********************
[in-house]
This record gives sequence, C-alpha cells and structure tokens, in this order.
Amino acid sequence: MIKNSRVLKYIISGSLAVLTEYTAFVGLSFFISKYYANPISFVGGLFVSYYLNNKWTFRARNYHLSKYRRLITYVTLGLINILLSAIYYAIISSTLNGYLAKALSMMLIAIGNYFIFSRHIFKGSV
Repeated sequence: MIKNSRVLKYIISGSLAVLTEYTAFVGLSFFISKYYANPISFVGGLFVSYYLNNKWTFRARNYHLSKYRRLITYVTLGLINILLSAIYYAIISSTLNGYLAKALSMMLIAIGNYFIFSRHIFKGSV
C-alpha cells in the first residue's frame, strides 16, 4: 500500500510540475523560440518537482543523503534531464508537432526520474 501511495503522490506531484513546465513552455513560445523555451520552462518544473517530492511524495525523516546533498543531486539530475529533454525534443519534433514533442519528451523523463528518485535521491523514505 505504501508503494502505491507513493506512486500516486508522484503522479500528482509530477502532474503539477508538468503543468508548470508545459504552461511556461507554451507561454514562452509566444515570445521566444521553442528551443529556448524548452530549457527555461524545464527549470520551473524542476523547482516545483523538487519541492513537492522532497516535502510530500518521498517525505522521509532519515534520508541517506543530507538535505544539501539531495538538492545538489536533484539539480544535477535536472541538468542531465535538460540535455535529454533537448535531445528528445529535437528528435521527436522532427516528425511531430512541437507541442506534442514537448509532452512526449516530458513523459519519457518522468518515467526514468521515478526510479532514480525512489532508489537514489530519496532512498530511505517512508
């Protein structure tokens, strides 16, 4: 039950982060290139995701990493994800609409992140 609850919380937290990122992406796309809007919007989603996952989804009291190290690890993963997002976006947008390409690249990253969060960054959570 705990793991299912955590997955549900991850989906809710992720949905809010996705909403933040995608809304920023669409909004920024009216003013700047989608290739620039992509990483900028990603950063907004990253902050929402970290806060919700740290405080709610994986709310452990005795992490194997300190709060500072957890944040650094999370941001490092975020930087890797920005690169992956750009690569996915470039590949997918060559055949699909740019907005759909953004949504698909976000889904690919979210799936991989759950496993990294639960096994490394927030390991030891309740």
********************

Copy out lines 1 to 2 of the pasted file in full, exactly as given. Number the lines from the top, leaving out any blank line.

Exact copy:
[in-house]
This record gives sequence, C-alpha cells and structure tokens, in this order.